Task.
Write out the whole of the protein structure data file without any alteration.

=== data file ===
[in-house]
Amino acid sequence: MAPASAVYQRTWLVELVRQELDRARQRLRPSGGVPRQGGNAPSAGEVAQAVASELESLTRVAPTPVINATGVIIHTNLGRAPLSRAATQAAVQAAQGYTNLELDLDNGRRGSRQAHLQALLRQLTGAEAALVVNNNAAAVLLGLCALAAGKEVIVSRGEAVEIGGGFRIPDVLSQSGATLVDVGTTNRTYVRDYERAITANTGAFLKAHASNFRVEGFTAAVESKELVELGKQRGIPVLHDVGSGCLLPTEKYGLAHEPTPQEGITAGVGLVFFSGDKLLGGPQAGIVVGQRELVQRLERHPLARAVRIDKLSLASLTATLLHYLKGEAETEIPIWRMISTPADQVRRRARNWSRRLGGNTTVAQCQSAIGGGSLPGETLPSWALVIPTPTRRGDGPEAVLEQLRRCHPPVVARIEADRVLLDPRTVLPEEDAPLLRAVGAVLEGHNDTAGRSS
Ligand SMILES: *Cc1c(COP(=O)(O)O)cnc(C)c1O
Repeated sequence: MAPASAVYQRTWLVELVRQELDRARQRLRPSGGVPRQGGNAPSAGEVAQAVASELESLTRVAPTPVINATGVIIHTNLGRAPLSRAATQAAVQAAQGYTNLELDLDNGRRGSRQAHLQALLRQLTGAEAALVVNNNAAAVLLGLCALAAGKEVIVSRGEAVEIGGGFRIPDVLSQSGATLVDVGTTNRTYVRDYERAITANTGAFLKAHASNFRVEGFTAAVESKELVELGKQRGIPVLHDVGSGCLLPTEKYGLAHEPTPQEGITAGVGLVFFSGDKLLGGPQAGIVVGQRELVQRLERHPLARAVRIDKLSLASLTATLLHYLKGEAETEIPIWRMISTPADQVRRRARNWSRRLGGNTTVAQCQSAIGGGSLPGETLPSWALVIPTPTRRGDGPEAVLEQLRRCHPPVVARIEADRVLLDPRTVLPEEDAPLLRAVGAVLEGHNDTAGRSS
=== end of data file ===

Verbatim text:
[in-house]
Amino acid sequence: MAPASAVYQRTWLVELVRQELDRARQRLRPSGGVPRQGGNAPSAGEVAQAVASELESLTRVAPTPVINATGVIIHTNLGRAPLSRAATQAAVQAAQGYTNLELDLDNGRRGSRQAHLQALLRQLTGAEAALVVNNNAAAVLLGLCALAAGKEVIVSRGEAVEIGGGFRIPDVLSQSGATLVDVGTTNRTYVRDYERAITANTGAFLKAHASNFRVEGFTAAVESKELVELGKQRGIPVLHDVGSGCLLPTEKYGLAHEPTPQEGITAGVGLVFFSGDKLLGGPQAGIVVGQRELVQRLERHPLARAVRIDKLSLASLTATLLHYLKGEAETEIPIWRMISTPADQVRRRARNWSRRLGGNTTVAQCQSAIGGGSLPGETLPSWALVIPTPTRRGDGPEAVLEQLRRCHPPVVARIEADRVLLDPRTVLPEEDAPLLRAVGAVLEGHNDTAGRSS
Ligand SMILES: *Cc1c(COP(=O)(O)O)cnc(C)c1O
Repeated sequence: MAPASAVYQRTWLVELVRQELDRARQRLRPSGGVPRQGGNAPSAGEVAQAVASELESLTRVAPTPVINATGVIIHTNLGRAPLSRAATQAAVQAAQGYTNLELDLDNGRRGSRQAHLQALLRQLTGAEAALVVNNNAAAVLLGLCALAAGKEVIVSRGEAVEIGGGFRIPDVLSQSGATLVDVGTTNRTYVRDYERAITANTGAFLKAHASNFRVEGFTAAVESKELVELGKQRGIPVLHDVGSGCLLPTEKYGLAHEPTPQEGITAGVGLVFFSGDKLLGGPQAGIVVGQRELVQRLERHPLARAVRIDKLSLASLTATLLHYLKGEAETEIPIWRMISTPADQVRRRARNWSRRLGGNTTVAQCQSAIGGGSLPGETLPSWALVIPTPTRRGDGPEAVLEQLRRCHPPVVARIEADRVLLDPRTVLPEEDAPLLRAVGAVLEGHNDTAGRSS